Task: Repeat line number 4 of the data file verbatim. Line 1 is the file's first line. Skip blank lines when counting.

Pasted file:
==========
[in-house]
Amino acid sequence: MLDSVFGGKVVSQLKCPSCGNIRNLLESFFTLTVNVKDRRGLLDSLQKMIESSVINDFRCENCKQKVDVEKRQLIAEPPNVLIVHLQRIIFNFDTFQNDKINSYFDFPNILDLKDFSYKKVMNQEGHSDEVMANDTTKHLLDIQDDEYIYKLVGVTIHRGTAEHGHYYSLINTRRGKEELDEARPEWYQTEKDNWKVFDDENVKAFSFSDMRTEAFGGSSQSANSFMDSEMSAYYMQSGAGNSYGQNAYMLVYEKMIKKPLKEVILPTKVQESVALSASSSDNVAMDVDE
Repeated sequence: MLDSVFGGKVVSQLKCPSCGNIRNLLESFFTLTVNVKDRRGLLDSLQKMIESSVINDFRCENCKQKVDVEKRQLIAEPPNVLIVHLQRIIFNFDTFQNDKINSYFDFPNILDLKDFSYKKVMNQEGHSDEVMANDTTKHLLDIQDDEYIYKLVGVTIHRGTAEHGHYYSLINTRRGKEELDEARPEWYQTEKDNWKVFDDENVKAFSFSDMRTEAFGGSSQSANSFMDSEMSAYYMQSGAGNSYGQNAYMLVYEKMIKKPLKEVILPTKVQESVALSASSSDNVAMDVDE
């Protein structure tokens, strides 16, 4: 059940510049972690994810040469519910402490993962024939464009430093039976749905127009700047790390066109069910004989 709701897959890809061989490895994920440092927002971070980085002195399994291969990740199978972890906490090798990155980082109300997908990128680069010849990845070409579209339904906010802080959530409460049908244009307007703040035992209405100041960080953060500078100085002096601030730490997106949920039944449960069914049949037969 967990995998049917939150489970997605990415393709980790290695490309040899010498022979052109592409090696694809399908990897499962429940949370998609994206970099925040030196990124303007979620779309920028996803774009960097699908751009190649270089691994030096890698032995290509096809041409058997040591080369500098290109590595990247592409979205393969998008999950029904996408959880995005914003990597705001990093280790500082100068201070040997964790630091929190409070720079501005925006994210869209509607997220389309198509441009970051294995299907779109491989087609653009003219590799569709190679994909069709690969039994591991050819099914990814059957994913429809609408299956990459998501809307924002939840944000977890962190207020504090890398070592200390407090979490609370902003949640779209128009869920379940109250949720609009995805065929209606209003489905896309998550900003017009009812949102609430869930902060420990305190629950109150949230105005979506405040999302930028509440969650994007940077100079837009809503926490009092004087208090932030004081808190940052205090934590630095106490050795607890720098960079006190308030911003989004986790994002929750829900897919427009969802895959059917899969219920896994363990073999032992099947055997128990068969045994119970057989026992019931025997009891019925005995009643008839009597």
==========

């Protein structure tokens, strides 16, 4: 059940510049972690994810040469519910402490993962024939464009430093039976749905127009700047790390066109069910004989 709701897959890809061989490895994920440092927002971070980085002195399994291969990740199978972890906490090798990155980082109300997908990128680069010849990845070409579209339904906010802080959530409460049908244009307007703040035992209405100041960080953060500078100085002096601030730490997106949920039944449960069914049949037969 967990995998049917939150489970997605990415393709980790290695490309040899010498022979052109592409090696694809399908990897499962429940949370998609994206970099925040030196990124303007979620779309920028996803774009960097699908751009190649270089691994030096890698032995290509096809041409058997040591080369500098290109590595990247592409979205393969998008999950029904996408959880995005914003990597705001990093280790500082100068201070040997964790630091929190409070720079501005925006994210869209509607997220389309198509441009970051294995299907779109491989087609653009003219590799569709190679994909069709690969039994591991050819099914990814059957994913429809609408299956990459998501809307924002939840944000977890962190207020504090890398070592200390407090979490609370902003949640779209128009869920379940109250949720609009995805065929209606209003489905896309998550900003017009009812949102609430869930902060420990305190629950109150949230105005979506405040999302930028509440969650994007940077100079837009809503926490009092004087208090932030004081808190940052205090934590630095106490050795607890720098960079006190308030911003989004986790994002929750829900897919427009969802895959059917899969219920896994363990073999032992099947055997128990068969045994119970057989026992019931025997009891019925005995009643008839009597």